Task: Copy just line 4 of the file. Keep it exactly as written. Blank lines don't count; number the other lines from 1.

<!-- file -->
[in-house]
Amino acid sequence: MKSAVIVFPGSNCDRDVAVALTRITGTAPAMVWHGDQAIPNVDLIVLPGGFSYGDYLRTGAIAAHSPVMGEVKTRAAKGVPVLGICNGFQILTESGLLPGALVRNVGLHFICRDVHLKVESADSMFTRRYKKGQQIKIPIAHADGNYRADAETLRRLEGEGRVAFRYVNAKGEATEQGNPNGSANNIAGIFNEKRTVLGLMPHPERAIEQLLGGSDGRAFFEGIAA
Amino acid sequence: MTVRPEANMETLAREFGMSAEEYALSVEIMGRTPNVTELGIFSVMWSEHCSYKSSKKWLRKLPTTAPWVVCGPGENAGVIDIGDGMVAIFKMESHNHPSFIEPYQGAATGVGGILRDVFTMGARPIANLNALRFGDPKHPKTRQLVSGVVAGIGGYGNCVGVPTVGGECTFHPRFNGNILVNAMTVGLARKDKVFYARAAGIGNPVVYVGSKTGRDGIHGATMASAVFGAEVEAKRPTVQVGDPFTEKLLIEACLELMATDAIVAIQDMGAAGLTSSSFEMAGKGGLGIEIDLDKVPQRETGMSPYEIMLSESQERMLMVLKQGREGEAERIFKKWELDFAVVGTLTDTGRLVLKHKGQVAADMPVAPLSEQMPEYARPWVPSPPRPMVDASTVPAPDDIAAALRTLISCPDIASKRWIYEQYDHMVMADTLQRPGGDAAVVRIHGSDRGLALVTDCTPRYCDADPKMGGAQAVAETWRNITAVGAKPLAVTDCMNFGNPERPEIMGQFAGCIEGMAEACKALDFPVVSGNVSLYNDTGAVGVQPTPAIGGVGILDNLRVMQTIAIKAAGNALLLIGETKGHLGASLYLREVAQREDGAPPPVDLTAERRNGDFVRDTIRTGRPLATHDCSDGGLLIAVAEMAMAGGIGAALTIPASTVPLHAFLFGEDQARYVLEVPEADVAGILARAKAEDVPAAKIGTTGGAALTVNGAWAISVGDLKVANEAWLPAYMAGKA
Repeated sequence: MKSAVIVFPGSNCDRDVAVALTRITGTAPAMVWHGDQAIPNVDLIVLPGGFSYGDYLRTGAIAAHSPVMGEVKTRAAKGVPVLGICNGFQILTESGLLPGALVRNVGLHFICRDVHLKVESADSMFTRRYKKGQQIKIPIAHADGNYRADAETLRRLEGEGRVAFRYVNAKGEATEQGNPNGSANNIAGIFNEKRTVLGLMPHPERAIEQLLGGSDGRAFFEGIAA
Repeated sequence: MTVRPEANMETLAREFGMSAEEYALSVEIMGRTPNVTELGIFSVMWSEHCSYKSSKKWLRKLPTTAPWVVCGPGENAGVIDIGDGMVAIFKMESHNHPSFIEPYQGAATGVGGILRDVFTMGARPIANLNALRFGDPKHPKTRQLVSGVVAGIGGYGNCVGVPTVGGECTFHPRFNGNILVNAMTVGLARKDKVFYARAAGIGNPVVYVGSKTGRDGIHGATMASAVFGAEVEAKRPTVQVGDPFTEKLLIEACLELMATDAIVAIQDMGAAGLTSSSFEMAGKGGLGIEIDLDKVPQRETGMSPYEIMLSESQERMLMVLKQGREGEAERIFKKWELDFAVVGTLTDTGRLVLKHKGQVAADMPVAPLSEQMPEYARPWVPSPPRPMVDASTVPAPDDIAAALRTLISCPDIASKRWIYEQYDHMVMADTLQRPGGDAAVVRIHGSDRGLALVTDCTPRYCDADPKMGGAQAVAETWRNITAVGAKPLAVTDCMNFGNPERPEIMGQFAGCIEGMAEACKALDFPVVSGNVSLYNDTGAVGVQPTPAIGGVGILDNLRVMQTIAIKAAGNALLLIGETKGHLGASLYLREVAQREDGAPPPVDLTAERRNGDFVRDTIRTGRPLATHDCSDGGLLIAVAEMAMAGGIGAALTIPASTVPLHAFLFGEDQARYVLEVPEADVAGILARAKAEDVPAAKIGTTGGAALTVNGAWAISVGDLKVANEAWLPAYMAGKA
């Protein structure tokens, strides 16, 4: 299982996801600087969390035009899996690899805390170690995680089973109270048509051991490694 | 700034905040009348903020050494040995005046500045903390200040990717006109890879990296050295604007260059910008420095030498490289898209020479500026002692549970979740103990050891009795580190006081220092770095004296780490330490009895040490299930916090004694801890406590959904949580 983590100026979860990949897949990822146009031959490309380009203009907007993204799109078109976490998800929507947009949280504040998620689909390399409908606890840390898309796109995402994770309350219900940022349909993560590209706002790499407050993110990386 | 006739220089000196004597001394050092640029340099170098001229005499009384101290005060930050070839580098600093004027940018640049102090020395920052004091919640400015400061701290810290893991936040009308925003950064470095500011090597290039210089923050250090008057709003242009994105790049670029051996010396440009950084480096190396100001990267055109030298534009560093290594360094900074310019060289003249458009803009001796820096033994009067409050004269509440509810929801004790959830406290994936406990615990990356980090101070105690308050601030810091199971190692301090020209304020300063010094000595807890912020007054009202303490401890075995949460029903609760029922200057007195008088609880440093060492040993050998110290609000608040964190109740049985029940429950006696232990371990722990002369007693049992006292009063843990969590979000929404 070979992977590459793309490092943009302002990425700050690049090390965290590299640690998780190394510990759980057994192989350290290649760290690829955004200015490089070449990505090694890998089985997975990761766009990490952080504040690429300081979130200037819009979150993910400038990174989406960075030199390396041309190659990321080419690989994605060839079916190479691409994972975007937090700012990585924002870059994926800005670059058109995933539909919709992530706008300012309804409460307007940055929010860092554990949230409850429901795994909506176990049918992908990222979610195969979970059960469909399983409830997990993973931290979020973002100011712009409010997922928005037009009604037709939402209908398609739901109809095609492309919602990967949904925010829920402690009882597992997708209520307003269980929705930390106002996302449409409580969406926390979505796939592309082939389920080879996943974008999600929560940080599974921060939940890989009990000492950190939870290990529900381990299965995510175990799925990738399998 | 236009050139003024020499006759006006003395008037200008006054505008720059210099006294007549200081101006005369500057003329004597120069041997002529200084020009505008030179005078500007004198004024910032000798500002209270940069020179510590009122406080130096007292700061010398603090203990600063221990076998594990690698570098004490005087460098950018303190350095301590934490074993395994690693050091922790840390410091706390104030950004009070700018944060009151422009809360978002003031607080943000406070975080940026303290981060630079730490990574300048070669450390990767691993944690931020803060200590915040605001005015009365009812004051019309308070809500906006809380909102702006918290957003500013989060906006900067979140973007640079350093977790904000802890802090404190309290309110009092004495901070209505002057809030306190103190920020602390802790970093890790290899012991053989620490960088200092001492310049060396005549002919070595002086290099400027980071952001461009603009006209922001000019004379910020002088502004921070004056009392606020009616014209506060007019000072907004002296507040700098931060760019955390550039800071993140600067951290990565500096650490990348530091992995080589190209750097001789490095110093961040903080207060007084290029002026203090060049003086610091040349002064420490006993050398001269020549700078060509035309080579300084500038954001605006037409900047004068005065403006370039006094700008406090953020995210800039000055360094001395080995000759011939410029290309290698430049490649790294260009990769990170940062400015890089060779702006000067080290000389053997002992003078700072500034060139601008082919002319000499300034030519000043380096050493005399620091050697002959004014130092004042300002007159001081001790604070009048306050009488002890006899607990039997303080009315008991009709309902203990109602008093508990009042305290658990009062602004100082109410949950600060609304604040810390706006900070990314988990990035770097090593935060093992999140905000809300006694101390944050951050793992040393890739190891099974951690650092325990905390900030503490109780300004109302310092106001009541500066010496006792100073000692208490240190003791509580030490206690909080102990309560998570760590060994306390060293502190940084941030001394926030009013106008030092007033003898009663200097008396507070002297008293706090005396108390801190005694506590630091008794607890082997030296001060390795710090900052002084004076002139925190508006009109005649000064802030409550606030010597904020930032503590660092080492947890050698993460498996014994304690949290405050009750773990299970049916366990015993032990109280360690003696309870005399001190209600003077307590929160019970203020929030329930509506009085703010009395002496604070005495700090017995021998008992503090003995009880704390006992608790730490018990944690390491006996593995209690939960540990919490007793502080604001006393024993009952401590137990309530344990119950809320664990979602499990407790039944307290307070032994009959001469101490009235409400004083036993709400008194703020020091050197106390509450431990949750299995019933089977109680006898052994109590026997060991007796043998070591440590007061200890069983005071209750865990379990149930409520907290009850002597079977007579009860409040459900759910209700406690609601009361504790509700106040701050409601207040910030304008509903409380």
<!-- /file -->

Repeated sequence: MKSAVIVFPGSNCDRDVAVALTRITGTAPAMVWHGDQAIPNVDLIVLPGGFSYGDYLRTGAIAAHSPVMGEVKTRAAKGVPVLGICNGFQILTESGLLPGALVRNVGLHFICRDVHLKVESADSMFTRRYKKGQQIKIPIAHADGNYRADAETLRRLEGEGRVAFRYVNAKGEATEQGNPNGSANNIAGIFNEKRTVLGLMPHPERAIEQLLGGSDGRAFFEGIAA